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Tuesday, September 28, 2021

Sleeping Dogs

What a long, strange trip it’s been for Sleeping Dogs. Once thought to be dead in the water, this sandbox game miraculously came back from development hell, overcame cancellations and even changed owners.

Now that Square Enix officially released the game, it can be said Sleeping Dogs is worth all the trouble. Developer United Front Games delivers an impressive open-world experience that distinguishes itself from the crowd with an emphasis on melee combat and the beautifully realized streets of Hong Kong.

Sleeping Dogs tells the tale of Wei Shen, an undercover detective who visits his old stomping grounds in Hong Kong to help take down the deadly Triad gang.

There’s something admirable about the game’s unflinching look at violence, which includes the opening moments, but ultimately the deadpan tone ends up working against it. Whereas contemporary releases such as Grand Theft Auto IV or Red Dead Redemption include moments of witty social commentary and genuine humor, Sleeping Dogs rarely takes time to delve into lighthearted storytelling.

Those moments could have offered much needed relief from the relentlessly serious subject matter, but in the end the story all starts to wear thin. Even voice work from A-list celebrities such as Tom Wilkinson and Emma Stone can’t save the modest and unremarkable tale of deception and revenge.

Luckily the game more than makes up for its narrative shortcomings by delivering of the core mechanics that make for a successful open-world experience. At the heart of it all is Hong Kong, beaming with neon-lit marketplaces, colorful personalities and its fair share of clothing stores.

One of Sleeping Dogs’ greatest strengths is how it presents Hong Kong as a living, breathing environment where the world doesn’t necessarily revolve around one individual. Instead, the player traverses the seedy underground of Hong Kong while the rest of the population goes on about its business. It’s a subtle trick that few games manage to truly master, but Sleeping Dogs belongs on the shortlist.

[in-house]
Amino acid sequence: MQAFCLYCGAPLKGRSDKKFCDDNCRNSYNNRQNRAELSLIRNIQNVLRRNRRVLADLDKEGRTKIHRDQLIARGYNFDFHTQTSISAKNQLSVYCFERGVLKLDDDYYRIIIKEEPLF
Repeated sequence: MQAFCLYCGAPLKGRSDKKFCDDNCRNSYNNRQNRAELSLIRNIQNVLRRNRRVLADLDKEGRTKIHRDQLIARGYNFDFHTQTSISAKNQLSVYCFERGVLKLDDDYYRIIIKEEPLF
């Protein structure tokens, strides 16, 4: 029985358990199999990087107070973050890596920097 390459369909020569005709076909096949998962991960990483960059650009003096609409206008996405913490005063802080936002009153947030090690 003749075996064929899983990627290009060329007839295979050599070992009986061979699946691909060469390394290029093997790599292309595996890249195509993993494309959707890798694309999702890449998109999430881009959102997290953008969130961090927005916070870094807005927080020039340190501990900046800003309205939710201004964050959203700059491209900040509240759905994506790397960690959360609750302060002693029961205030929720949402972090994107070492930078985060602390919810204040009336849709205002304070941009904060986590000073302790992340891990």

Hong Kong also feels like an appropriately large place given the numerous side activities available to players in the game. These include shopping, drug busts, mahjong and gambling — even betting on cock fights (it’s all for the sake of authenticity). There are also cars to buy, statues to discover, upgrades to unlock … the list goes on and on.

Though every side mission or momentary diversion may not be the most engaging, the sheer number and variety of activities go a long way in creating the illusion of limitless replay value.

Side activities pale in comparison to the game’s primary mechanic: melee combat. Think Batman: Arkham City with a touch of cinematic flare. The former comparison shines through with a simple yet robust combo system full of counterattacks, while the action-movie panache comes from visceral takedowns.

Throwing someone into a dumpster honestly never gets old, and eventually the moves become more effective and much more violent. Also helping matters is the increasing difficulty due to more enemies and the weapons they begin to wield.

Best of all, the fights don’t feel repetitive or tedious because of how strong all of those elements are. The downfall ends up being that there isn’t quite enough of it.

It’s a shame that Wei Shen eventually discovers guns about halfway through the game, because at that point Sleeping Dogs starts to transform into a mediocre third-person shooter. The gunplay is standard point-and-shoot fare with a severe lack of weapon variety that feels completely tacked on.

Luckily melee combat sections don’t disappear completely, but the balance shifts quite a bit and the single-player campaign suffers because of it.

Nevertheless, it feels good to say Sleeping Dogs is a success on any level. It went from being a game that looked like it would never come out to being one of the most pleasant surprises of 2012.

ANTHONY LABELLA can be reached at arts@theaggie.org.

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